A significant discrepancy exists between the educational credentials employees are pursuing, and the credentials managers want employees to have, according to a joint research study conducted by the University of Phoenix and EdAssist. Using an online survey tool, researchers surveyed 533 workers from diverse industries who were pursuing company sponsored higher education, as well as 501 managers of such workers.
Among the study participants, nearly equal numbers of workers were pursuing Bachelor’s and Master’s degrees, but when asked what credentials were needed for jobs in their organizations, managers cited a Master’s degree only about half as often as a Bachelor’s.
Although at least a third of managers said an Associate’s degree or a professional certification or license would qualify people to work at their organizations, few employees reported they were working to obtain those credentials. Workers and managers also disagree on the role of colleges and universities in career-relevant skill building:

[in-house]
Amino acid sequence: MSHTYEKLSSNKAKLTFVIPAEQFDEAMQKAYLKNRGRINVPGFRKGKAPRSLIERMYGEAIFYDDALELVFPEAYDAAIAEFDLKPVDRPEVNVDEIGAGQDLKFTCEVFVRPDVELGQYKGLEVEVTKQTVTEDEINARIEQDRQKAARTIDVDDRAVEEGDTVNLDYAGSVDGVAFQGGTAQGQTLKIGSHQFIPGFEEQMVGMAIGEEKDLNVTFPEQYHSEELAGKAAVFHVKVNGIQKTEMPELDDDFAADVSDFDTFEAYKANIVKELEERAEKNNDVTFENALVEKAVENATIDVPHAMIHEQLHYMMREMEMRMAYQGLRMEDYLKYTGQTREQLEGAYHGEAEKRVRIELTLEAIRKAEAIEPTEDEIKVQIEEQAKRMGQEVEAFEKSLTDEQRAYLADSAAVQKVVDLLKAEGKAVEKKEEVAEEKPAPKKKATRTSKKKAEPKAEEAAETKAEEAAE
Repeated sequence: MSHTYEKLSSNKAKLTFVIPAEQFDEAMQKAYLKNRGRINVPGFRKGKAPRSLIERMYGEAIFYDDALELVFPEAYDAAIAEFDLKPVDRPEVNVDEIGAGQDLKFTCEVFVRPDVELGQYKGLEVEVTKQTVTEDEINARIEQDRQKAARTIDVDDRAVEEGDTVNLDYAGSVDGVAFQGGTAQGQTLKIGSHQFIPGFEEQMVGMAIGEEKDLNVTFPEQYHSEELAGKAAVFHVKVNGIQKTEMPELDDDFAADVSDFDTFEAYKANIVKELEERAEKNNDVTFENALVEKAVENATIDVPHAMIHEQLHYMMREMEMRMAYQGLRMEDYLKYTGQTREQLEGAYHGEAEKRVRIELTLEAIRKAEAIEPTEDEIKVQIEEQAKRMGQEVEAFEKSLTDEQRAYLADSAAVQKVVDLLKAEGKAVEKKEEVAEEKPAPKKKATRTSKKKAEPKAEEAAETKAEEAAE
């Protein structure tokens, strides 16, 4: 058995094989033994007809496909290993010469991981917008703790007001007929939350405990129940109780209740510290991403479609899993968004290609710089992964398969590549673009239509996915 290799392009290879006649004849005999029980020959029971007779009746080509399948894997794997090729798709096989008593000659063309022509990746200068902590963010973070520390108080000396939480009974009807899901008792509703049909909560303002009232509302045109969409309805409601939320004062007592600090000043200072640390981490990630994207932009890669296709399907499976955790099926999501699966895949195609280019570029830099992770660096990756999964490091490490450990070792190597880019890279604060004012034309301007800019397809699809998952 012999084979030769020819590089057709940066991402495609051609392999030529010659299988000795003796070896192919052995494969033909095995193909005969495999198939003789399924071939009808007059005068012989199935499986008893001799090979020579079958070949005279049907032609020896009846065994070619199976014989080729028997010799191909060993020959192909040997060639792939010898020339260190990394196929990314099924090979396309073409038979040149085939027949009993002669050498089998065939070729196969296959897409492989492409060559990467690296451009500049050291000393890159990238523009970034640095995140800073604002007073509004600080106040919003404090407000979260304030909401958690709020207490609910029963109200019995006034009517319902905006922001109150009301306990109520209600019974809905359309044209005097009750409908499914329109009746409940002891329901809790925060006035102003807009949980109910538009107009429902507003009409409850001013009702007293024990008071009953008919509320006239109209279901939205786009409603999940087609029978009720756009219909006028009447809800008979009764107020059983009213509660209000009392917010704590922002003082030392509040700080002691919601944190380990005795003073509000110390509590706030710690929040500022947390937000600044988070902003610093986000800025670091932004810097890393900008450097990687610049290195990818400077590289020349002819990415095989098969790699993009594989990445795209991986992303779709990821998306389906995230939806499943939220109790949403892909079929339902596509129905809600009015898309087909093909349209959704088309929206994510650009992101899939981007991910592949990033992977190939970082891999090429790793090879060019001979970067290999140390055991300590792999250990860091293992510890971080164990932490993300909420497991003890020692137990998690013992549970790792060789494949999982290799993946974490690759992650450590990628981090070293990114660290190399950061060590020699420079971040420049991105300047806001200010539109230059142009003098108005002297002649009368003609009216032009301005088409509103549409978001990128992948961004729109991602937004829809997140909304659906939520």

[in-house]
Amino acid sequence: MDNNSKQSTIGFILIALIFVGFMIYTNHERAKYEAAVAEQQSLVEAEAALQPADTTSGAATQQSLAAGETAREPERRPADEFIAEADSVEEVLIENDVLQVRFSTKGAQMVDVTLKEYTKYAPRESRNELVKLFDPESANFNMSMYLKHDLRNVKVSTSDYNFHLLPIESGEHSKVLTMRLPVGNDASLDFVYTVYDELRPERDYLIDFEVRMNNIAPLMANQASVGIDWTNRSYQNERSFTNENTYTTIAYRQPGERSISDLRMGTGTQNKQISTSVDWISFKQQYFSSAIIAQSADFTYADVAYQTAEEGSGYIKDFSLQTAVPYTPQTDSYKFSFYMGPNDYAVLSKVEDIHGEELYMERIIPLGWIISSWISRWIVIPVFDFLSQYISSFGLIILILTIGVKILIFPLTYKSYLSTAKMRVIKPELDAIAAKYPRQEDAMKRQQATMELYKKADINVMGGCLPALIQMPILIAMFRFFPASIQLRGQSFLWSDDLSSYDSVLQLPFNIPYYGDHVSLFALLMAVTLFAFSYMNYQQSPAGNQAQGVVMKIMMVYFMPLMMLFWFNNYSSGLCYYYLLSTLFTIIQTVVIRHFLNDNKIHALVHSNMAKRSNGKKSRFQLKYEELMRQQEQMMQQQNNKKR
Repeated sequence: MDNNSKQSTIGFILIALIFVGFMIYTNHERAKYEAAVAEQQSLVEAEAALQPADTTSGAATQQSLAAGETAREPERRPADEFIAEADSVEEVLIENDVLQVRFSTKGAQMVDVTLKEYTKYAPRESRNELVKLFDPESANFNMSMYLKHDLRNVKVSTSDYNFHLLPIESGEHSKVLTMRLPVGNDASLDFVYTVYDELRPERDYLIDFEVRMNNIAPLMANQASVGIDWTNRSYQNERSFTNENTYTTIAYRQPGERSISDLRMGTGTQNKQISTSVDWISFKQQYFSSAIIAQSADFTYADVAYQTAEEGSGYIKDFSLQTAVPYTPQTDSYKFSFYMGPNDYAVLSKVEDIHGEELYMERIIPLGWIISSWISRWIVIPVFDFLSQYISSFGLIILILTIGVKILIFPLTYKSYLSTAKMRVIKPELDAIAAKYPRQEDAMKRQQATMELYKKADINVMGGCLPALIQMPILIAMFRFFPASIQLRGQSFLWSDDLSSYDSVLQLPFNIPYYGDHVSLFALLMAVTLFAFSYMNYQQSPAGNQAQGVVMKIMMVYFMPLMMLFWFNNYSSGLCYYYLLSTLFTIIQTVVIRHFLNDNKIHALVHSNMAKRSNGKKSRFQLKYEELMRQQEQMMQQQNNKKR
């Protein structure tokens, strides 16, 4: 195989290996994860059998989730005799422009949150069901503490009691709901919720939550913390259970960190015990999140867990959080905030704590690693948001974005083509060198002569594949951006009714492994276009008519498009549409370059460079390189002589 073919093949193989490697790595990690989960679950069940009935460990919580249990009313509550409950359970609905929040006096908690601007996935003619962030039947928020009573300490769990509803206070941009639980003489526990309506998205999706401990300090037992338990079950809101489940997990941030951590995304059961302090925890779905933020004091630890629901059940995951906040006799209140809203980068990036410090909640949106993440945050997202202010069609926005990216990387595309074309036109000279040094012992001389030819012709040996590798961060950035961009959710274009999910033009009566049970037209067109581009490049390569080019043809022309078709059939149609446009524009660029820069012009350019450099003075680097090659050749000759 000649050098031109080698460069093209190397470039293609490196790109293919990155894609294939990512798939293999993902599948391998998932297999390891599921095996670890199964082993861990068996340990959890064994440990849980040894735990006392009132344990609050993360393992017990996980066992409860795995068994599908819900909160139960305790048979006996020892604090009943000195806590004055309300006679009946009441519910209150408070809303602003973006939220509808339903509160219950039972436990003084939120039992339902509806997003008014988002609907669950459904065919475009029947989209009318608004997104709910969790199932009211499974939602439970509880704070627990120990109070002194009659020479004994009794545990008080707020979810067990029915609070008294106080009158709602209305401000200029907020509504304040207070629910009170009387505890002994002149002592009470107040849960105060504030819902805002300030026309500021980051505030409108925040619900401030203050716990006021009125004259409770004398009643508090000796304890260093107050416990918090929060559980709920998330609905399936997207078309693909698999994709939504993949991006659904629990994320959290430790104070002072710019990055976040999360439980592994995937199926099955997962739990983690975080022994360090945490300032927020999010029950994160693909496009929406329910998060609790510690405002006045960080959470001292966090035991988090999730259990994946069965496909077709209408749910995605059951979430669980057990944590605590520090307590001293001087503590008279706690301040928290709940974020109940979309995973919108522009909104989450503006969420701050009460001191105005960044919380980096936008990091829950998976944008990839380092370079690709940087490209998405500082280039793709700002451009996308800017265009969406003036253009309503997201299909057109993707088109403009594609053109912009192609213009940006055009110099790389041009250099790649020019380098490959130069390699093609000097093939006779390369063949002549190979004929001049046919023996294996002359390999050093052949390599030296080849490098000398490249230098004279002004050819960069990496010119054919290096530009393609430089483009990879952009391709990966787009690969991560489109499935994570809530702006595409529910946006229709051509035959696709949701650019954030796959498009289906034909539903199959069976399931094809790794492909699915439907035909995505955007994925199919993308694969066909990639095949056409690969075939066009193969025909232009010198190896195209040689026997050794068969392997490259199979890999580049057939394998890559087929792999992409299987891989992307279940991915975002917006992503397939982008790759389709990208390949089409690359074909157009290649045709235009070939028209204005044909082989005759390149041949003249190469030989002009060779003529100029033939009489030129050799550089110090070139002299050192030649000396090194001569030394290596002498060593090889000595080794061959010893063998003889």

- Nearly half of employee said their college or university should be responsible for helping them develop specific job skills. However, only a third of managers agree—a result that is surprising in light of the widely reported skills shortages.
- Instead 93% of managers believe that colleges should teach soft skills such as how to think, learn, and communicate and 75% of workers agree.
- In addition 73% of managers believe higher education should teach students how to collaborate with diverse peers, but only 44% of workers agree.
- In contrast to developing cross functional soft skills 96% of manager said that providing technical training, building job-specific skills, and offering professional development are the employer’s responsibility.
- Some 61% of workers feel providing funding for their higher education should be their employer’s responsibility without this benefit 40% of workers would not have pursued higher education.